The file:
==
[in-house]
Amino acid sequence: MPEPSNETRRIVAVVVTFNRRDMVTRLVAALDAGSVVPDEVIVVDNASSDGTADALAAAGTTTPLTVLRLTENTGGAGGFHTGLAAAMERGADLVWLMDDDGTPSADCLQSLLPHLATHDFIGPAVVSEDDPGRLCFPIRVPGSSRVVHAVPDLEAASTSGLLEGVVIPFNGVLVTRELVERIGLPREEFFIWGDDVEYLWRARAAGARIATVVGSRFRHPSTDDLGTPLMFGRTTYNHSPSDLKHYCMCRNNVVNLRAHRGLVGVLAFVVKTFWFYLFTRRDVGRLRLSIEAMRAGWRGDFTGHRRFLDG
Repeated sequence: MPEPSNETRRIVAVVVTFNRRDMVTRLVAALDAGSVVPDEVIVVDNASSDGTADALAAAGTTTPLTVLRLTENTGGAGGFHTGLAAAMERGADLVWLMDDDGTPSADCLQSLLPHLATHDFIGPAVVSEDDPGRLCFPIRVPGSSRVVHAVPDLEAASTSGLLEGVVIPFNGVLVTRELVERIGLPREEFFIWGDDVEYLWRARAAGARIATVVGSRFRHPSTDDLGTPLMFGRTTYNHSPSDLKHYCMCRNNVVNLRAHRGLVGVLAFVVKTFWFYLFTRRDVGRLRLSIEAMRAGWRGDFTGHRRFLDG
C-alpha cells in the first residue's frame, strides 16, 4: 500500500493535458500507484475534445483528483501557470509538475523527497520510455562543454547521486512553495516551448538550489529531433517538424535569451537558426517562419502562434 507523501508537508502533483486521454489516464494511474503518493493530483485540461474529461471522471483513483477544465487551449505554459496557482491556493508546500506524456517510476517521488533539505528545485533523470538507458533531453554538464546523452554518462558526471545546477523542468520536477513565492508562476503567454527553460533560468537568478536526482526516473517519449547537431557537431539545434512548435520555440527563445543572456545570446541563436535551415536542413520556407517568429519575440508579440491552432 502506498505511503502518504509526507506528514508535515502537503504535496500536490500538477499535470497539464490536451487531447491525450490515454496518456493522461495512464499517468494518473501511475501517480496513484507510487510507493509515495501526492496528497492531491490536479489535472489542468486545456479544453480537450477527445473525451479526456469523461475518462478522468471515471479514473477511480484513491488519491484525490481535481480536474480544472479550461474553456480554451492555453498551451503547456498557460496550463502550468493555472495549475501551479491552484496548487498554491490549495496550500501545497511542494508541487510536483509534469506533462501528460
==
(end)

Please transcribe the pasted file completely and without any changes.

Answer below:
[in-house]
Amino acid sequence: MPEPSNETRRIVAVVVTFNRRDMVTRLVAALDAGSVVPDEVIVVDNASSDGTADALAAAGTTTPLTVLRLTENTGGAGGFHTGLAAAMERGADLVWLMDDDGTPSADCLQSLLPHLATHDFIGPAVVSEDDPGRLCFPIRVPGSSRVVHAVPDLEAASTSGLLEGVVIPFNGVLVTRELVERIGLPREEFFIWGDDVEYLWRARAAGARIATVVGSRFRHPSTDDLGTPLMFGRTTYNHSPSDLKHYCMCRNNVVNLRAHRGLVGVLAFVVKTFWFYLFTRRDVGRLRLSIEAMRAGWRGDFTGHRRFLDG
Repeated sequence: MPEPSNETRRIVAVVVTFNRRDMVTRLVAALDAGSVVPDEVIVVDNASSDGTADALAAAGTTTPLTVLRLTENTGGAGGFHTGLAAAMERGADLVWLMDDDGTPSADCLQSLLPHLATHDFIGPAVVSEDDPGRLCFPIRVPGSSRVVHAVPDLEAASTSGLLEGVVIPFNGVLVTRELVERIGLPREEFFIWGDDVEYLWRARAAGARIATVVGSRFRHPSTDDLGTPLMFGRTTYNHSPSDLKHYCMCRNNVVNLRAHRGLVGVLAFVVKTFWFYLFTRRDVGRLRLSIEAMRAGWRGDFTGHRRFLDG
C-alpha cells in the first residue's frame, strides 16, 4: 500500500493535458500507484475534445483528483501557470509538475523527497520510455562543454547521486512553495516551448538550489529531433517538424535569451537558426517562419502562434 507523501508537508502533483486521454489516464494511474503518493493530483485540461474529461471522471483513483477544465487551449505554459496557482491556493508546500506524456517510476517521488533539505528545485533523470538507458533531453554538464546523452554518462558526471545546477523542468520536477513565492508562476503567454527553460533560468537568478536526482526516473517519449547537431557537431539545434512548435520555440527563445543572456545570446541563436535551415536542413520556407517568429519575440508579440491552432 502506498505511503502518504509526507506528514508535515502537503504535496500536490500538477499535470497539464490536451487531447491525450490515454496518456493522461495512464499517468494518473501511475501517480496513484507510487510507493509515495501526492496528497492531491490536479489535472489542468486545456479544453480537450477527445473525451479526456469523461475518462478522468471515471479514473477511480484513491488519491484525490481535481480536474480544472479550461474553456480554451492555453498551451503547456498557460496550463502550468493555472495549475501551479491552484496548487498554491490549495496550500501545497511542494508541487510536483509534469506533462501528460